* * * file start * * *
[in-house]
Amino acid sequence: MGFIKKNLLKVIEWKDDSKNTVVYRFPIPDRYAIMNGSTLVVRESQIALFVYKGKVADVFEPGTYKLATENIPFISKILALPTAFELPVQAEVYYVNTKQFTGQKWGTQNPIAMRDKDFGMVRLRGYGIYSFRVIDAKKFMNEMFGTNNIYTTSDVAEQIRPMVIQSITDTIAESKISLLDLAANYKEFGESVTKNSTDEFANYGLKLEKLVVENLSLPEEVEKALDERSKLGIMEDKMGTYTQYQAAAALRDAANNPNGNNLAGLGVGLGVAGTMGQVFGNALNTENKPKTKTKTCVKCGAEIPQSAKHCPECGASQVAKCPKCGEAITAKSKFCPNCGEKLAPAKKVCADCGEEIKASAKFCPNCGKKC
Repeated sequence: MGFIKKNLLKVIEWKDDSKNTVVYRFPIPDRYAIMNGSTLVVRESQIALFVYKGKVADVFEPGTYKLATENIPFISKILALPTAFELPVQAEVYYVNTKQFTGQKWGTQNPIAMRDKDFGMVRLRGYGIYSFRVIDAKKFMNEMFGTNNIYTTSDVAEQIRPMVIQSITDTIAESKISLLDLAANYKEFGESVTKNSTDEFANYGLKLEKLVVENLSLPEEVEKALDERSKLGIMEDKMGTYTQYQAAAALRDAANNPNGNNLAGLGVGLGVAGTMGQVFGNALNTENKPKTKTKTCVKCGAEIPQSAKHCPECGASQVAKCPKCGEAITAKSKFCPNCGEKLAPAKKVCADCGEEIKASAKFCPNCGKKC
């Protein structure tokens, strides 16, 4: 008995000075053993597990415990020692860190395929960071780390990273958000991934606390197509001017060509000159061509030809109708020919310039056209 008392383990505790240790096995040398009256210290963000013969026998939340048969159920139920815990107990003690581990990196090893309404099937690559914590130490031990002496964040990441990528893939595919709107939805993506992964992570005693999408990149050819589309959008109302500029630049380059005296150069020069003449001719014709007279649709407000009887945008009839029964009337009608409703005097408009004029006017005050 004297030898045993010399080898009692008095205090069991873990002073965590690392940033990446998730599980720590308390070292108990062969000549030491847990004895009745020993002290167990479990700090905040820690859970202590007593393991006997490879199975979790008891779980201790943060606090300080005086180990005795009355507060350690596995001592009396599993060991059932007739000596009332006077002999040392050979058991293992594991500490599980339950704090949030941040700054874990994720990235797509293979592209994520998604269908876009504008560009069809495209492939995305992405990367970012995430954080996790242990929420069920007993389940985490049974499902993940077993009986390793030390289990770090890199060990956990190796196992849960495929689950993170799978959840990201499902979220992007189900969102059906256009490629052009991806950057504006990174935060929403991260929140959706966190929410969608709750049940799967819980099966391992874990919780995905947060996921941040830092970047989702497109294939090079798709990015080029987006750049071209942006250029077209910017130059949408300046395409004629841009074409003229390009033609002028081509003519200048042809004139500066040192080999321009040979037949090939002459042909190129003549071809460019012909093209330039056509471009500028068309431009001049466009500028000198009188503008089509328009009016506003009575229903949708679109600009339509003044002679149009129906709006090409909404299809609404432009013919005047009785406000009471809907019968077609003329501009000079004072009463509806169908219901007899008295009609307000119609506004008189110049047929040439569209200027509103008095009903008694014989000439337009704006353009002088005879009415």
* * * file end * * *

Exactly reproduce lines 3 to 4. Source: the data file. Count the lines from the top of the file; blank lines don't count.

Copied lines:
Repeated sequence: MGFIKKNLLKVIEWKDDSKNTVVYRFPIPDRYAIMNGSTLVVRESQIALFVYKGKVADVFEPGTYKLATENIPFISKILALPTAFELPVQAEVYYVNTKQFTGQKWGTQNPIAMRDKDFGMVRLRGYGIYSFRVIDAKKFMNEMFGTNNIYTTSDVAEQIRPMVIQSITDTIAESKISLLDLAANYKEFGESVTKNSTDEFANYGLKLEKLVVENLSLPEEVEKALDERSKLGIMEDKMGTYTQYQAAAALRDAANNPNGNNLAGLGVGLGVAGTMGQVFGNALNTENKPKTKTKTCVKCGAEIPQSAKHCPECGASQVAKCPKCGEAITAKSKFCPNCGEKLAPAKKVCADCGEEIKASAKFCPNCGKKC
């Protein structure tokens, strides 16, 4: 008995000075053993597990415990020692860190395929960071780390990273958000991934606390197509001017060509000159061509030809109708020919310039056209 008392383990505790240790096995040398009256210290963000013969026998939340048969159920139920815990107990003690581990990196090893309404099937690559914590130490031990002496964040990441990528893939595919709107939805993506992964992570005693999408990149050819589309959008109302500029630049380059005296150069020069003449001719014709007279649709407000009887945008009839029964009337009608409703005097408009004029006017005050 004297030898045993010399080898009692008095205090069991873990002073965590690392940033990446998730599980720590308390070292108990062969000549030491847990004895009745020993002290167990479990700090905040820690859970202590007593393991006997490879199975979790008891779980201790943060606090300080005086180990005795009355507060350690596995001592009396599993060991059932007739000596009332006077002999040392050979058991293992594991500490599980339950704090949030941040700054874990994720990235797509293979592209994520998604269908876009504008560009069809495209492939995305992405990367970012995430954080996790242990929420069920007993389940985490049974499902993940077993009986390793030390289990770090890199060990956990190796196992849960495929689950993170799978959840990201499902979220992007189900969102059906256009490629052009991806950057504006990174935060929403991260929140959706966190929410969608709750049940799967819980099966391992874990919780995905947060996921941040830092970047989702497109294939090079798709990015080029987006750049071209942006250029077209910017130059949408300046395409004629841009074409003229390009033609002028081509003519200048042809004139500066040192080999321009040979037949090939002459042909190129003549071809460019012909093209330039056509471009500028068309431009001049466009500028000198009188503008089509328009009016506003009575229903949708679109600009339509003044002679149009129906709006090409909404299809609404432009013919005047009785406000009471809907019968077609003329501009000079004072009463509806169908219901007899008295009609307000119609506004008189110049047929040439569209200027509103008095009903008694014989000439337009704006353009002088005879009415």